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    Configuring the number of cores per processor is where VMware has deviated from the VMware Workstation implementation.  In ESX and ESXi, this configuration is made as an advanced setting in the .vmx file.  Edit the VM settings, navigate to the Options tab, choose General in the Advanced options list. Click the Configuration Parameters button which allows you to edit the .vmx file on a row by row basis.  Click the Add Row button and add the line item cpuid.coresPerSocket. For the value, your going to supply the number of cores per processor which is generally going to be a value of 2, 4, or 8 (Enterprise Plus licensing required).  Note, using a value of 1 here would serve no practical purpose because it would configure a single core vCPU which is what we’ve had all along up until this point:

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    As a supplement, here are the requirements for implementing Multicore Virtual CPUs:

    • VMware vSphere 4.1 (vCenter 4.1, ESX 4.1 or ESXi 4.1).
    • Virtual Machine hardware version 7 is required.
    • The VM must be powered off to configure Multicore Virtual CPUs.
    • The total number of vCPUs for the VM divided by the number of cores per socket must be a positive integer.
    • The cpuid.coresPerSocket value must be a power of 2. The documentation explicitely states a value of 2, 4, or 8 is required, but 1 works as well although as stated before it would serve no practical purpose.
      • 2^0=1 (anything to the power of 0 always equals 1)
      • 2^1=2 (anything to the power of 1 always equals itself)
      • 2^2=4
      • 2^3=8
    • When you configure multicore virtual CPUs for a virtual machine, CPU hot Add/Remove is disabled (previously called CPU hot plug).
    • You must be in compliance with the requirements of the operating system EULA.

    This feature rocks and I think customers have been waiting a long time for it.  Duncan mentioned it quite some time ago but obvioulsy it was unsupported at that time.  I am a little puzzled by the implementation mechanisms, mainly the configuration of the .vmx to specify cores per CPU.  I suppose it lends itself to scriptability and thus automation, but in that sense, we lack the flexibility to configure cores per CPU with guest customization when deploying VMs from a template.  Essentially this means cores per CPU needs to be hard coded in each of my templates or cores per CPU needs to be manually tuned after deploying each VM from a template.  When I take a step back, I guess that’s no different than any other virtual hardware configuration stored in templates, but with the cores per CPU setting being buried in the .vmx as an advanced setting, it’s that much more of a manal/administrative burden to configure cores per CPU for each VM deployed than it is to simply change the number of CPUs or amount of RAM.  It would be nice if the guest customization process offered a quick way to configure cores per processor.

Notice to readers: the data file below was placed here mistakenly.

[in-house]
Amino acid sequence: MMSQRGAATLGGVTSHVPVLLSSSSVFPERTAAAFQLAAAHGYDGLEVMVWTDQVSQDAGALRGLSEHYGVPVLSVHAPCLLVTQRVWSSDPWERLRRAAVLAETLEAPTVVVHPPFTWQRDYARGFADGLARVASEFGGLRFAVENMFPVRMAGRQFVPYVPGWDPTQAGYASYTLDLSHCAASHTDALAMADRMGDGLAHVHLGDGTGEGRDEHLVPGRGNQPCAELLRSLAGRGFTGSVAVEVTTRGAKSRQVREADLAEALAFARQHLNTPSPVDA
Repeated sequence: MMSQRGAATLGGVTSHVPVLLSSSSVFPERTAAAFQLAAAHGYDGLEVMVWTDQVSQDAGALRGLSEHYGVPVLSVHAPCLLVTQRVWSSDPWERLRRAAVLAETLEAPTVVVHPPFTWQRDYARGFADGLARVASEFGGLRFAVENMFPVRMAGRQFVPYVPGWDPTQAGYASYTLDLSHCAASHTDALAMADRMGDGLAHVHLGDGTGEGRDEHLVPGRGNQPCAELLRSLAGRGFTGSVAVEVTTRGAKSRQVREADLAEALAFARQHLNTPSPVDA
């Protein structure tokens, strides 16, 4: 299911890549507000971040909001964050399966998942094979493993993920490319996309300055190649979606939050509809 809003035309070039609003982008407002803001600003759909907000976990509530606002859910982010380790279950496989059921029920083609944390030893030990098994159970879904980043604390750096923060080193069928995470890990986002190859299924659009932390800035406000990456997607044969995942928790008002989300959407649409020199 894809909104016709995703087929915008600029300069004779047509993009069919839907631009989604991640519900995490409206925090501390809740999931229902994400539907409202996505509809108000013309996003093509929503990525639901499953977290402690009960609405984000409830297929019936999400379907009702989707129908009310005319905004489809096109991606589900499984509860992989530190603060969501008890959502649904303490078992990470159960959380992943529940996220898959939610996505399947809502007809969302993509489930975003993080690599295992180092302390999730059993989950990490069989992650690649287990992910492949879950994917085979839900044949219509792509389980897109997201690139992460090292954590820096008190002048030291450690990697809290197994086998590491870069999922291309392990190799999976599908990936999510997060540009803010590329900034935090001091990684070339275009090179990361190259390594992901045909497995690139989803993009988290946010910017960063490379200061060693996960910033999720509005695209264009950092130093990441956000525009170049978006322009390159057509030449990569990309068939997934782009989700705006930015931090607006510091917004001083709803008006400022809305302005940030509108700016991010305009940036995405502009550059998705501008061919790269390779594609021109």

GoGo Inflight Internet

    July 24th, 2010

    During a recent trip, I decided to use GoGo Inflight Internet aboard a Delta Airlines flight.  I’ve only used the service once before and that is merely because the service typically isn’t offered on the flights I am on.  Both the reliability and latency of service far exceeded my expectations.  I used the service for a little over three hours and lost only 77 frames: 

    Ping statistics for w.x.y.z:
    Packets: Sent = 8650, Received = 8573, Lost = 77 (0% loss),
    Approximate round trip times in milli-seconds:
    Minimum = 107ms, Maximum = 3220ms, Average = 205ms

    I was easily able to upgrade a vCenter Server and build an ESXi host to vSphere 4.1, as well as process a bunch of email I had fallen behind on.  The cost was $9.95 and given my satisfaction of the service and what I was able to accomplish, it was well worth the price.  I wish more flights offered this service.

    Two Thumbs Up! 😎

    vSphere Cluster Showing Noncompliant on the Profile Compliance Tab

    June 24th, 2010

    To troubleshoot a vSphere cluster showing Noncompliant on the Profile Compliance tab, check the following:

    FT logging NIC speed is at least 1000 Mbps
    At least one shared datastore exists
    FT logging is enabled
    VMotion NIC speed is at least 1000 Mbps
    All the hosts in the cluster have the same build for Fault Tolerance
    The host hardware supports Fault Tolerance
    VMotion is enabled

    Read more at: http://kb.vmware.com/kb/1017471

    vSphere Upgrade Prerequisites Checklist

    May 27th, 2010

    Upgrading your virtual infrastructure to vSphere?  Be sure to check out this handy reference from VMware:  vSphere Upgrade Prerequisites Checklist.  There are several areas which need to be considered and this document covers them all, including both requirements and recommendations.  If you’re a consultant who visits new customer sites on a regular basis, it wouldn’t be a bad idea to bring this with to each engagement, or at least a condensed version of it.

    Happy Birthday vSphere!

    May 21st, 2010

    birthday-cake

    I was reminded by today’s vCalendar page that vSphere was launched by VMware one year ago today.  Happy Birthday Buddy – you set the bar which all other hypervisors aspire to be at one day.

    On this day in 2009, VMware vSphere, the next generation datacenter virtualization product and successor to Virtual Infrastructure 3 (VI3), was released boasting approximately 150 new features, new license tiers, and an amazing 350,000 I/O operations per second (IOPS). vSphere is a 64-bit only ESX host OS.

    Don’t have a vCalendar yet?  Get one!